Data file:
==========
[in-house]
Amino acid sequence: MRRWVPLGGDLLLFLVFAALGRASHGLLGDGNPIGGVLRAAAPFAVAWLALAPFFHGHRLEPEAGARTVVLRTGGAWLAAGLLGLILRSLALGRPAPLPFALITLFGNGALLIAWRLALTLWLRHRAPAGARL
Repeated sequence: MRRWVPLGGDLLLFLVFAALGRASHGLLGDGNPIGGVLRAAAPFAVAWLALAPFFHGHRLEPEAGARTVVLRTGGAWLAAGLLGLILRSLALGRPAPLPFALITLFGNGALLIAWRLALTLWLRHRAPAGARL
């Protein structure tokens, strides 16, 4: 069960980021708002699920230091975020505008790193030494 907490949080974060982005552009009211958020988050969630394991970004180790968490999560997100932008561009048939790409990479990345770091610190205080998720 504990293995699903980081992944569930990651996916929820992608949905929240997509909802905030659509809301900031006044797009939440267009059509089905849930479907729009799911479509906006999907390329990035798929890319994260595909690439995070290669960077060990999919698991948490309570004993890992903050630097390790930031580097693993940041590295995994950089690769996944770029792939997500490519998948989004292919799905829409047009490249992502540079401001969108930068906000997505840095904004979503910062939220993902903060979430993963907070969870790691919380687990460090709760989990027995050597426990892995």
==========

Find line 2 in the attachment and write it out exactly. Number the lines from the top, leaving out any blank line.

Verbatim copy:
Amino acid sequence: MRRWVPLGGDLLLFLVFAALGRASHGLLGDGNPIGGVLRAAAPFAVAWLALAPFFHGHRLEPEAGARTVVLRTGGAWLAAGLLGLILRSLALGRPAPLPFALITLFGNGALLIAWRLALTLWLRHRAPAGARL